Ep. 366: 10 Essential Email Subject Line Tests

How to Make Sure You’re Using the Best Email Subject Lines

Who should listen: Anyone who uses email marketing and wants to improve their open rate.

Key idea: To maximize the effectiveness of your email marketing campaigns, use split testing (also known as A/B testing) to improve your email open rate.

With this week’s Silver Dollar episode, we have one goal in mind: we want to help improve your email open rate.

Next to the click through rate, the open rate may be the most important email performance measure for one simple reason: if no one opens your email, then no one will read your email.

There are oodles of internet articles available to help you write subject lines, but the only way to know if your subject lines will sufficiently entice your audience to open your email is to test them.

Split testing (also known as A/B testing or multivariant testing) is often overlooked by small business owners as a means of improving their email marketing campaigns, but this need not be the case. Just about every email marketing service, including MailChimp, Constant Contact, Moosend, and Drip (from whom we pulled the data for this episode) offer email subject line testing as a feature. The process is fairly simple:

  1. Write your subject lines making sure that only one variable in each line is different.
  2. Determine what percentage of your email list you want to test.
  3. Your service will send your emails with the different subject lines.
  4. Your service will send the email with the highest percentage of opens to the remainder of your list.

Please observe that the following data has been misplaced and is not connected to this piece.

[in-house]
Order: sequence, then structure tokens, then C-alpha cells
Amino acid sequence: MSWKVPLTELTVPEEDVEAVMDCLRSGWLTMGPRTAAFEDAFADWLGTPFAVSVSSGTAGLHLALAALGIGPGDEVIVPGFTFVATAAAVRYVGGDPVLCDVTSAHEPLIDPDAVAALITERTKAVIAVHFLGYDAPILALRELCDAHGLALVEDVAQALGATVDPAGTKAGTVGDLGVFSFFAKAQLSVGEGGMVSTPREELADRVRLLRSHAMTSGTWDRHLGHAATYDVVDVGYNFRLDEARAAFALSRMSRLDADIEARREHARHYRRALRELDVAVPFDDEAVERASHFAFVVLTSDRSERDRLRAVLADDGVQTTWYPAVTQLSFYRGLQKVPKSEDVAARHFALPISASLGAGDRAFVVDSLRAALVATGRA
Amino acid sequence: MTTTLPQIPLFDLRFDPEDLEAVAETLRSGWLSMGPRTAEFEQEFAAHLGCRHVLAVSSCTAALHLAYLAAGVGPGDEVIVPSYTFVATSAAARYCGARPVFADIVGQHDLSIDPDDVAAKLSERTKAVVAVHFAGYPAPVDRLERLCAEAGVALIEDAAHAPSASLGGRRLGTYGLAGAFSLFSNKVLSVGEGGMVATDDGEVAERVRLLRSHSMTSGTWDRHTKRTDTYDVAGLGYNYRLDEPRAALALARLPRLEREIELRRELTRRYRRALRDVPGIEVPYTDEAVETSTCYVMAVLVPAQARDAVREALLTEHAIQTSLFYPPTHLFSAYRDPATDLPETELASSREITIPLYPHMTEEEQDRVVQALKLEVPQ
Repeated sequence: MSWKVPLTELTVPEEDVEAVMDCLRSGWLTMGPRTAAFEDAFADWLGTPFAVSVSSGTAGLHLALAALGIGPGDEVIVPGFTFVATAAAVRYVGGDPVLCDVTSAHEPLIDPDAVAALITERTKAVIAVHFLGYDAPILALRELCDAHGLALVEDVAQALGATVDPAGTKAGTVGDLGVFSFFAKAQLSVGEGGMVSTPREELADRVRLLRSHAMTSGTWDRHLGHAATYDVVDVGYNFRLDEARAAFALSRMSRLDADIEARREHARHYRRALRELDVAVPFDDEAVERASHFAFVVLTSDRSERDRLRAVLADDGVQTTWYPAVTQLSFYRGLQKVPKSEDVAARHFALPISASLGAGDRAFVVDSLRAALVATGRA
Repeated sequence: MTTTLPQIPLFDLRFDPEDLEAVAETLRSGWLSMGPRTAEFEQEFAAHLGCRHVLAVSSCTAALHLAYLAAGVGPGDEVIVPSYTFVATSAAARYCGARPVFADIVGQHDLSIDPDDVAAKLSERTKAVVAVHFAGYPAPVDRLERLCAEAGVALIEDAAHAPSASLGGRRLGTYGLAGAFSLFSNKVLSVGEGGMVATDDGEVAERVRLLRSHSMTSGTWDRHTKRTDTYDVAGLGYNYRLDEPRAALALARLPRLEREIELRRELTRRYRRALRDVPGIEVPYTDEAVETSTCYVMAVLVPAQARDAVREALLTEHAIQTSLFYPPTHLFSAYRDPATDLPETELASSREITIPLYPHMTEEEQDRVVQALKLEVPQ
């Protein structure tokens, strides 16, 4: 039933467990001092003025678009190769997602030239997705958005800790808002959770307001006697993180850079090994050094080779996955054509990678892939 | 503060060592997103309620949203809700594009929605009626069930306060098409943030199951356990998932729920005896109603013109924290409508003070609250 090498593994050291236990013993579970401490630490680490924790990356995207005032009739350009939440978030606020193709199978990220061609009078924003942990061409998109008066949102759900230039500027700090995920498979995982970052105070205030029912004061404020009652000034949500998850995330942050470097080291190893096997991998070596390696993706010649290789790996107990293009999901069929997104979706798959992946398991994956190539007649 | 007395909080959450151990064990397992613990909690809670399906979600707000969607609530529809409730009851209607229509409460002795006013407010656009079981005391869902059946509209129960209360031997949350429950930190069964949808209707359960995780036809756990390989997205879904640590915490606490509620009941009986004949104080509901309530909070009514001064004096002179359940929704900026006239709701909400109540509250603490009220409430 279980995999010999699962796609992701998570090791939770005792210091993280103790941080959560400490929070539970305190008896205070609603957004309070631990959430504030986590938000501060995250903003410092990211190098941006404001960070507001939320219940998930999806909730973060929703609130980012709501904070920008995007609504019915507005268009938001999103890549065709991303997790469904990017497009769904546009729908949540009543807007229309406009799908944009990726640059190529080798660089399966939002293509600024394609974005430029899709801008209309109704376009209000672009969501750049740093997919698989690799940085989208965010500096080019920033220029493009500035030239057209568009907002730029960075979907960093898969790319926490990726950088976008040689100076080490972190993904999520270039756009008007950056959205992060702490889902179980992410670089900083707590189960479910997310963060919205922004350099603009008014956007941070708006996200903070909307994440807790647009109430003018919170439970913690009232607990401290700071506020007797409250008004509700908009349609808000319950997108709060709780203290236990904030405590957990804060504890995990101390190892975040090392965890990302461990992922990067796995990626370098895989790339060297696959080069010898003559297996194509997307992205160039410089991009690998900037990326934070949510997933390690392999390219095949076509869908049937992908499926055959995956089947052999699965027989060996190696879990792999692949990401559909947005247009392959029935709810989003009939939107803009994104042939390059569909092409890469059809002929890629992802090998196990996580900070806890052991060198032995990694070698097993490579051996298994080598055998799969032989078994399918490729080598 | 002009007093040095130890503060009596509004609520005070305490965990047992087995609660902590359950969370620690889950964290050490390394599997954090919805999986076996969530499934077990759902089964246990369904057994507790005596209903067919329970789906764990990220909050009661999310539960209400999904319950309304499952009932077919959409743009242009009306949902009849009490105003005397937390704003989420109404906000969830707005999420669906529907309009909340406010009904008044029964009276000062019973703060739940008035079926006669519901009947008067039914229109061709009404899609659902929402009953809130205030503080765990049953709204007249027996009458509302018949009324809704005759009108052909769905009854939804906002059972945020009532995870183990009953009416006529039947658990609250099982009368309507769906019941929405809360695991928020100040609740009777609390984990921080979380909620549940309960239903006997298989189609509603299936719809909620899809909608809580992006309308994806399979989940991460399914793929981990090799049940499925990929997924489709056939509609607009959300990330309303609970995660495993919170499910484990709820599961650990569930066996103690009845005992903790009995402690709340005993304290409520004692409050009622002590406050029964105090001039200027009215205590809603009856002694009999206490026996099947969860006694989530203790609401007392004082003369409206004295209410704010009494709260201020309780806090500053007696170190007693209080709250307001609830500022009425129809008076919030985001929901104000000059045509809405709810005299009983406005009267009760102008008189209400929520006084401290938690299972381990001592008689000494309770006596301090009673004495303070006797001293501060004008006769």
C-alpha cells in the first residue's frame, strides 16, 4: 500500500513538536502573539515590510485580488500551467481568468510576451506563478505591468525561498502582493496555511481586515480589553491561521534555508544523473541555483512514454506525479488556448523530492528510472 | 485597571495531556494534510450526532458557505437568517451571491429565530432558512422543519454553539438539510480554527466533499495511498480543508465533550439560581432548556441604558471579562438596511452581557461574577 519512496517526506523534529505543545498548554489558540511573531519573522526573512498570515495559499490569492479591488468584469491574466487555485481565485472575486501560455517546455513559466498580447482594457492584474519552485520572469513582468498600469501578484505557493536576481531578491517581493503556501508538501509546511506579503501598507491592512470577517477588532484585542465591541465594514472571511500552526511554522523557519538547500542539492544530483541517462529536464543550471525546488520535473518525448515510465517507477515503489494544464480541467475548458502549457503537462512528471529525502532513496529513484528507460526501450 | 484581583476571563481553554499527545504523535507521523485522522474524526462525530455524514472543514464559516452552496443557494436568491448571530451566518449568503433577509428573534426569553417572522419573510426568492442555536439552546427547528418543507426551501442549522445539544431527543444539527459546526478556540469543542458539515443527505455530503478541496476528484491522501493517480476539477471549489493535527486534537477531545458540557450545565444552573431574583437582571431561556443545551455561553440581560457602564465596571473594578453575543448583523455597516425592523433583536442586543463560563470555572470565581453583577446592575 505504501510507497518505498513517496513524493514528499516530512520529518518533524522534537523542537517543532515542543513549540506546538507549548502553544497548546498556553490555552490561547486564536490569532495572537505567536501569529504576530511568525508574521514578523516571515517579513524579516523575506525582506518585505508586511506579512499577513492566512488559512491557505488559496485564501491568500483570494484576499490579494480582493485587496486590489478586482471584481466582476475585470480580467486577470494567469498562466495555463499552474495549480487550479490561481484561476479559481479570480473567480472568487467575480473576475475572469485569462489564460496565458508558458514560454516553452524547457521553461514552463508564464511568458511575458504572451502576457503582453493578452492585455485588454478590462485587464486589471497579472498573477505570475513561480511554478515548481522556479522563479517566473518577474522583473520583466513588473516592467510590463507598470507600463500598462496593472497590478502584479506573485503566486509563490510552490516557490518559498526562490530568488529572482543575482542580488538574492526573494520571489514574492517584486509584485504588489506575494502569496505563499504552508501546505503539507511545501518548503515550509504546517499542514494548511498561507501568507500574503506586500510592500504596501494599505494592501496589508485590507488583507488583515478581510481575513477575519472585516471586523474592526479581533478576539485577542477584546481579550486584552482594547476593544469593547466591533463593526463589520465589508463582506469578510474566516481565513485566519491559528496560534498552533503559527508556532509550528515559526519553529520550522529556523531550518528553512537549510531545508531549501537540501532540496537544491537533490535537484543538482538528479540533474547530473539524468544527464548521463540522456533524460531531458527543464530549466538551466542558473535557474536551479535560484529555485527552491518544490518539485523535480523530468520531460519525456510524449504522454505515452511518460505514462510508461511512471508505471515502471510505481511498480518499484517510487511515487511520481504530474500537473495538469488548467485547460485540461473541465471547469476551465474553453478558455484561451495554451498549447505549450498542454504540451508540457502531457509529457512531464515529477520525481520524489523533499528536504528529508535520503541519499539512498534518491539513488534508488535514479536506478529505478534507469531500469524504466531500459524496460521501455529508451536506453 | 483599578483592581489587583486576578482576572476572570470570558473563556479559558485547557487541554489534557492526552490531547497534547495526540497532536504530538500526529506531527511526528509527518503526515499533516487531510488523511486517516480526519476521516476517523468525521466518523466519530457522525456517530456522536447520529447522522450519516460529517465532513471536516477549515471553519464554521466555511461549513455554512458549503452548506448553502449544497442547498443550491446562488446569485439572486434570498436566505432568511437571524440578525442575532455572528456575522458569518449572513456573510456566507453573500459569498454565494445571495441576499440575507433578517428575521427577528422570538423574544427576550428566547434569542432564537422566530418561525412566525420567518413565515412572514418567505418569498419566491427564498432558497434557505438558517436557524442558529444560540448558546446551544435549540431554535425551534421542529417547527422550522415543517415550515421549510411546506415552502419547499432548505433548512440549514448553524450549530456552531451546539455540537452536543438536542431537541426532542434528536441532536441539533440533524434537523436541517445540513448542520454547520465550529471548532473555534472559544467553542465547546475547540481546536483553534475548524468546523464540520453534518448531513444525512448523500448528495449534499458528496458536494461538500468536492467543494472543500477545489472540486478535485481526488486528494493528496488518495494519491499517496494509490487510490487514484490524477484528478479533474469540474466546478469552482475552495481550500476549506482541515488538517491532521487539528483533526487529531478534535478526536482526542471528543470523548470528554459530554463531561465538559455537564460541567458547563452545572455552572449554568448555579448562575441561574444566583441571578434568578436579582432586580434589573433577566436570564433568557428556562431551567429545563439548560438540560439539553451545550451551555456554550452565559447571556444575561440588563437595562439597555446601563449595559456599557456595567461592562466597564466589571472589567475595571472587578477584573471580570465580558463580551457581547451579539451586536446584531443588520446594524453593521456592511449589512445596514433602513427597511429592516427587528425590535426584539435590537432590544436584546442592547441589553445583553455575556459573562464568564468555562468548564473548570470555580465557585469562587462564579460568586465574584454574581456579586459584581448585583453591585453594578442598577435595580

The 10 tests we review are listed below. We discuss the results of each test and why one subject line likely worked better than its counterpart. As you listen, see if you can guess which of the subject lines in a pair won.

  • Including the recipients’ names versus including no name
  • Using first person perspective versus the second person perspective
  • Indicating a sense of urgency versus no indication of urgency
  • Longer versus shorter subject lines
  • Adding an emoji versus eliminating emojis
  • Capitalizing all words versus capitalizing one word
  • Applying exclamation marks versus not including exclamation marks
  • Writing subject lines that are clever or provoke curiosity versus specific subject lines
  • Including gratitude versus not including gratitude
  • Using the word “free” versus using other phrases

Connect | Resources

14 Research-Backed Ways to Split Test Your Subject Line for a Higher Open Rate


Are you interested in working with Luke and Josh to improve your marketing, get more referrals, enjoy more repeat business, and begin living the life of freedom you deserve? CLICK HERE and get a special offer just for Stay Paid listeners!



Subscribe today to get the most actionable sales and marketing tips.